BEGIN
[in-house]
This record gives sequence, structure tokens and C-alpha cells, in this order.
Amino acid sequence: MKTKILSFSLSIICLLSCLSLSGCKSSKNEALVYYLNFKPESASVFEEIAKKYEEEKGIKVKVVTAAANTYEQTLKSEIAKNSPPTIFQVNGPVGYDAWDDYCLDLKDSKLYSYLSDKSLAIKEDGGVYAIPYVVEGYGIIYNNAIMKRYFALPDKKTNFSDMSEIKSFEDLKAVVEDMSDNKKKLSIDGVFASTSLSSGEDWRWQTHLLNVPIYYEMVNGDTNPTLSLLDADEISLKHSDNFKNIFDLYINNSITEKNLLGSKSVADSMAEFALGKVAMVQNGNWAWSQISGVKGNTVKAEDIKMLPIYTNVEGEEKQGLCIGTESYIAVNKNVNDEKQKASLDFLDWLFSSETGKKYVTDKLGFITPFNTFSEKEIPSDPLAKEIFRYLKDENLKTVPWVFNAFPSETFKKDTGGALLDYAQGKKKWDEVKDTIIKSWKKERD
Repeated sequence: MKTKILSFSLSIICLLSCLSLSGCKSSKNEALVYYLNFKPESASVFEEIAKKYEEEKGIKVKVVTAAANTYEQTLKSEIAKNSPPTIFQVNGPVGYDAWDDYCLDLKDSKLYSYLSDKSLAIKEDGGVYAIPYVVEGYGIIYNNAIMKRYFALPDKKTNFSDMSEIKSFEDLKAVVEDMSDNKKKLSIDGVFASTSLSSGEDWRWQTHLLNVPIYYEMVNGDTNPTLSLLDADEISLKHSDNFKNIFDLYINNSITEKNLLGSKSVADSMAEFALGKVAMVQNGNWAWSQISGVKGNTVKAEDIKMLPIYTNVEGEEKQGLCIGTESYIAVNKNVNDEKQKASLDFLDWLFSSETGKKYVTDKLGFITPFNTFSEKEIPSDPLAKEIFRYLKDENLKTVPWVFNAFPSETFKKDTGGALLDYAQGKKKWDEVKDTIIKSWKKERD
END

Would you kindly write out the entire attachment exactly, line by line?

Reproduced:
[in-house]
This record gives sequence, structure tokens and C-alpha cells, in this order.
Amino acid sequence: MKTKILSFSLSIICLLSCLSLSGCKSSKNEALVYYLNFKPESASVFEEIAKKYEEEKGIKVKVVTAAANTYEQTLKSEIAKNSPPTIFQVNGPVGYDAWDDYCLDLKDSKLYSYLSDKSLAIKEDGGVYAIPYVVEGYGIIYNNAIMKRYFALPDKKTNFSDMSEIKSFEDLKAVVEDMSDNKKKLSIDGVFASTSLSSGEDWRWQTHLLNVPIYYEMVNGDTNPTLSLLDADEISLKHSDNFKNIFDLYINNSITEKNLLGSKSVADSMAEFALGKVAMVQNGNWAWSQISGVKGNTVKAEDIKMLPIYTNVEGEEKQGLCIGTESYIAVNKNVNDEKQKASLDFLDWLFSSETGKKYVTDKLGFITPFNTFSEKEIPSDPLAKEIFRYLKDENLKTVPWVFNAFPSETFKKDTGGALLDYAQGKKKWDEVKDTIIKSWKKERD
Repeated sequence: MKTKILSFSLSIICLLSCLSLSGCKSSKNEALVYYLNFKPESASVFEEIAKKYEEEKGIKVKVVTAAANTYEQTLKSEIAKNSPPTIFQVNGPVGYDAWDDYCLDLKDSKLYSYLSDKSLAIKEDGGVYAIPYVVEGYGIIYNNAIMKRYFALPDKKTNFSDMSEIKSFEDLKAVVEDMSDNKKKLSIDGVFASTSLSSGEDWRWQTHLLNVPIYYEMVNGDTNPTLSLLDADEISLKHSDNFKNIFDLYINNSITEKNLLGSKSVADSMAEFALGKVAMVQNGNWAWSQISGVKGNTVKAEDIKMLPIYTNVEGEEKQGLCIGTESYIAVNKNVNDEKQKASLDFLDWLFSSETGKKYVTDKLGFITPFNTFSEKEIPSDPLAKEIFRYLKDENLKTVPWVFNAFPSETFKKDTGGALLDYAQGKKKWDEVKDTIIKSWKKERD